D.J. Spooky Wins National Geographic Society Emerging Explorer Award

Photo of Paul D. Miller, a.k.a. D.J. Spooky

Paul D. Miller (a.k.a. D.J. Spooky). Photo by Thomas Fang

Composer Paul D. Miller (a.k.a. D.J. Spooky, That Subliminal Kid) is among 14 recipients of the National Geographic Society’s 2014 Emerging Explorer Awards. The Emerging Explorers Program recognizes and supports uniquely gifted and inspiring adventurers, scientists and innovators who are at the forefront of discovery, adventure, and global problem-solving while still early in their careers. The other 13 awardees besides Miller, who is the only composer in this group, are inventor Jack Andraka, educator Shabana Basij-Rasikh, conservation biologist Shivani Bhalla, ecologist and epidemiologist Christopher Golden, marine biologist David Gruber, paleontologist Nizar Ibrahim, creative conservationist Asher Jay, conservation biologist Juliana Machado Ferreira, environmentalist Maritza Morales Casanova, social entrepreneur Sanga Moses, author and campaigner Tristram Stuart, electrical engineer Robert Wood, and nanoscientist Xiaolin Zheng. Each Emerging Explorer receives a $10,000 award to aid further research and exploration. The new Emerging Explorers are introduced in the June 2014 issue of National Geographic magazine.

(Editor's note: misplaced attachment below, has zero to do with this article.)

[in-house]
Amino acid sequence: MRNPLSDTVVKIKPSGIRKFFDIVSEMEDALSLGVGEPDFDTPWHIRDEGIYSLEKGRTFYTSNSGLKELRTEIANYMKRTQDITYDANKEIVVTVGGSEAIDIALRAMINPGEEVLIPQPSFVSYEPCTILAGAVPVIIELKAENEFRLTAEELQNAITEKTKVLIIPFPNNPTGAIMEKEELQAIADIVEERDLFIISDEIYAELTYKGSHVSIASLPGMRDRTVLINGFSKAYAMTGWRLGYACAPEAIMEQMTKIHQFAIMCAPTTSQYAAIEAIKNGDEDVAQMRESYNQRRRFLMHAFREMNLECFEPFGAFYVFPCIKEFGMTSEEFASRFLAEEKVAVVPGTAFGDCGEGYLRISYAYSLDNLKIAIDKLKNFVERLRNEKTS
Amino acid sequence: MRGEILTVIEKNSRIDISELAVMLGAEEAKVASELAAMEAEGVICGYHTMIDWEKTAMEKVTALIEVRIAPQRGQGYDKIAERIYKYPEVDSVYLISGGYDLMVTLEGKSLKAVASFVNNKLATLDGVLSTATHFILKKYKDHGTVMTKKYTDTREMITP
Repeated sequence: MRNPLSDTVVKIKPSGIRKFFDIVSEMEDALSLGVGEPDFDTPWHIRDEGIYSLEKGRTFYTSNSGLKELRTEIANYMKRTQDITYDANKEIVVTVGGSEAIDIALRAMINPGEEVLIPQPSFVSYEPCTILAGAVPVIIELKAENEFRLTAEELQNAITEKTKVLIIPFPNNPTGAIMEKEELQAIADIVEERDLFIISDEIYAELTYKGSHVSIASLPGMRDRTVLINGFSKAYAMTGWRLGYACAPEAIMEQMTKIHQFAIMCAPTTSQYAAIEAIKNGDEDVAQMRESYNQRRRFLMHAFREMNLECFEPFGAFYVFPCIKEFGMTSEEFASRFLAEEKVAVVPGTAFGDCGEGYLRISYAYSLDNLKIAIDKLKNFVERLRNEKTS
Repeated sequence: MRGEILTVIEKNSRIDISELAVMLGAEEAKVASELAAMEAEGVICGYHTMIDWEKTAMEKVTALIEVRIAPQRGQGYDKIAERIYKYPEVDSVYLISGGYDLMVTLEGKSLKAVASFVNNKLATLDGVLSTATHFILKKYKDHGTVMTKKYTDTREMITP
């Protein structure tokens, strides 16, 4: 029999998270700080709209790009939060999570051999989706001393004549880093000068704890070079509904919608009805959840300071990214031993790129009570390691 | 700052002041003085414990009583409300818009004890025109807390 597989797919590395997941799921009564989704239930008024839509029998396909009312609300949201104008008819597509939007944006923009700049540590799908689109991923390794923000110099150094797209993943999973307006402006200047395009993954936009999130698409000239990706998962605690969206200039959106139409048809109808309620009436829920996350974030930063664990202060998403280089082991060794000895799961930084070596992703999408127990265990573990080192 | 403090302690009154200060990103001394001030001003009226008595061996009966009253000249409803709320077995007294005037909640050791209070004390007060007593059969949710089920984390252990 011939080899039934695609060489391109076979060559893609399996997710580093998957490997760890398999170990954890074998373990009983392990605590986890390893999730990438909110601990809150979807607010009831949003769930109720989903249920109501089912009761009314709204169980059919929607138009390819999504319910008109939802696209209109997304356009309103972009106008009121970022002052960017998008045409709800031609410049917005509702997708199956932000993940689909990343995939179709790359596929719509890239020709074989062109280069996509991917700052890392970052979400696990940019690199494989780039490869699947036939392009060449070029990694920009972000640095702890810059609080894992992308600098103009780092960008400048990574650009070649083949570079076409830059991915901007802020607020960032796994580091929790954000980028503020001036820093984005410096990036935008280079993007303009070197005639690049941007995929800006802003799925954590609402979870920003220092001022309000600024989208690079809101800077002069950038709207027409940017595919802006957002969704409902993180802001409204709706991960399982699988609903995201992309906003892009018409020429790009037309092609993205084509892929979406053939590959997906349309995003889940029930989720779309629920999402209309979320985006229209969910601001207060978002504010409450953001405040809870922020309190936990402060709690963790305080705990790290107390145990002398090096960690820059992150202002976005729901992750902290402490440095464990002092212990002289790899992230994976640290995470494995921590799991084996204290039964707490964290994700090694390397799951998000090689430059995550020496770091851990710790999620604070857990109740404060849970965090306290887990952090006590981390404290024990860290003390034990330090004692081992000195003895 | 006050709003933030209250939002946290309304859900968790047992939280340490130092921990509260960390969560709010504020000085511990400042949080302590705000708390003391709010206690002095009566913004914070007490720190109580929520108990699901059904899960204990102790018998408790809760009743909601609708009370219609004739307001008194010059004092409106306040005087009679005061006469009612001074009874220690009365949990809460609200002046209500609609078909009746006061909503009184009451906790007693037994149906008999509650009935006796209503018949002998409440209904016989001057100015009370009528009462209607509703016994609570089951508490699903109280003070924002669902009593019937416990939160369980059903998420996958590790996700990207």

According to the National Geographic citation, Miller was selected because his “multimedia performances, recordings, art installations, and writings immerse audiences in a blend of genres, raising awareness about climate change, sustainability, global culture, the role of technology in society, and other pressing environmental and social issues. His multimedia composition, book, and installation The Book of Ice creates an experiential visual and acoustic portrait of Antarctica’s disappearing environment. In Nauru Elegies, he explores, through a string ensemble, video, animation, and live Internet feed, problems facing the environmentally exploited South Pacific island of Nauru. He also founded Vanuatu Pacifica Foundation, a sustainable arts center on the island of Vanuatu.”

National Geographic Emerging Explorers may be selected from virtually any field, ranging from the society’s traditional arenas of anthropology, archaeology, photography, space exploration, earth sciences, mountaineering, and cartography to the worlds of technology, art, music, and filmmaking.

(—from the press release)

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